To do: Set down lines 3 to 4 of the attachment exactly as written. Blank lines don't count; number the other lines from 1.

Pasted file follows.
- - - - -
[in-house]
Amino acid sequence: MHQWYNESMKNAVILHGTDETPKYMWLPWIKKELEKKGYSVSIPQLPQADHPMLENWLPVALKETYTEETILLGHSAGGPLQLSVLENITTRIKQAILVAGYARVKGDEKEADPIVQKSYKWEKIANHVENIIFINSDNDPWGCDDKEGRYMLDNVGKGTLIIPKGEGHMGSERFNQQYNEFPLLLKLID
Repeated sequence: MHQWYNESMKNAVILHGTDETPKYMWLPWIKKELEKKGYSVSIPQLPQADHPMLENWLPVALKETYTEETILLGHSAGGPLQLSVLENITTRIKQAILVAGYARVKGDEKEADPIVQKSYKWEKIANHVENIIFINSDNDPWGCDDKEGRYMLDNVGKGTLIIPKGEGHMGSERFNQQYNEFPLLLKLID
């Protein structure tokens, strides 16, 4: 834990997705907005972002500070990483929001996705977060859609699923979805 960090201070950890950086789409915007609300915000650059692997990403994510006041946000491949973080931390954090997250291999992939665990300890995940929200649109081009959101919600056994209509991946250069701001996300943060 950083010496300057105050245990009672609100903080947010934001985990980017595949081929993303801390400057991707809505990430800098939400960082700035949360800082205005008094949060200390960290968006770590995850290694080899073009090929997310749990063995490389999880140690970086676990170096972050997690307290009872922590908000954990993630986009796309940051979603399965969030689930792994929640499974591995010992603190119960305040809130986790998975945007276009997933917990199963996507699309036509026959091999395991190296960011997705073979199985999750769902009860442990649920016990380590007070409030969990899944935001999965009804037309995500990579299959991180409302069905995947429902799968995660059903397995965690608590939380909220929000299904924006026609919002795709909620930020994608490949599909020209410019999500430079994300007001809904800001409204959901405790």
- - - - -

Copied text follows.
Repeated sequence: MHQWYNESMKNAVILHGTDETPKYMWLPWIKKELEKKGYSVSIPQLPQADHPMLENWLPVALKETYTEETILLGHSAGGPLQLSVLENITTRIKQAILVAGYARVKGDEKEADPIVQKSYKWEKIANHVENIIFINSDNDPWGCDDKEGRYMLDNVGKGTLIIPKGEGHMGSERFNQQYNEFPLLLKLID
């Protein structure tokens, strides 16, 4: 834990997705907005972002500070990483929001996705977060859609699923979805 960090201070950890950086789409915007609300915000650059692997990403994510006041946000491949973080931390954090997250291999992939665990300890995940929200649109081009959101919600056994209509991946250069701001996300943060 950083010496300057105050245990009672609100903080947010934001985990980017595949081929993303801390400057991707809505990430800098939400960082700035949360800082205005008094949060200390960290968006770590995850290694080899073009090929997310749990063995490389999880140690970086676990170096972050997690307290009872922590908000954990993630986009796309940051979603399965969030689930792994929640499974591995010992603190119960305040809130986790998975945007276009997933917990199963996507699309036509026959091999395991190296960011997705073979199985999750769902009860442990649920016990380590007070409030969990899944935001999965009804037309995500990579299959991180409302069905995947429902799968995660059903397995965690608590939380909220929000299904924006026609919002795709909620930020994608490949599909020209410019999500430079994300007001809904800001409204959901405790």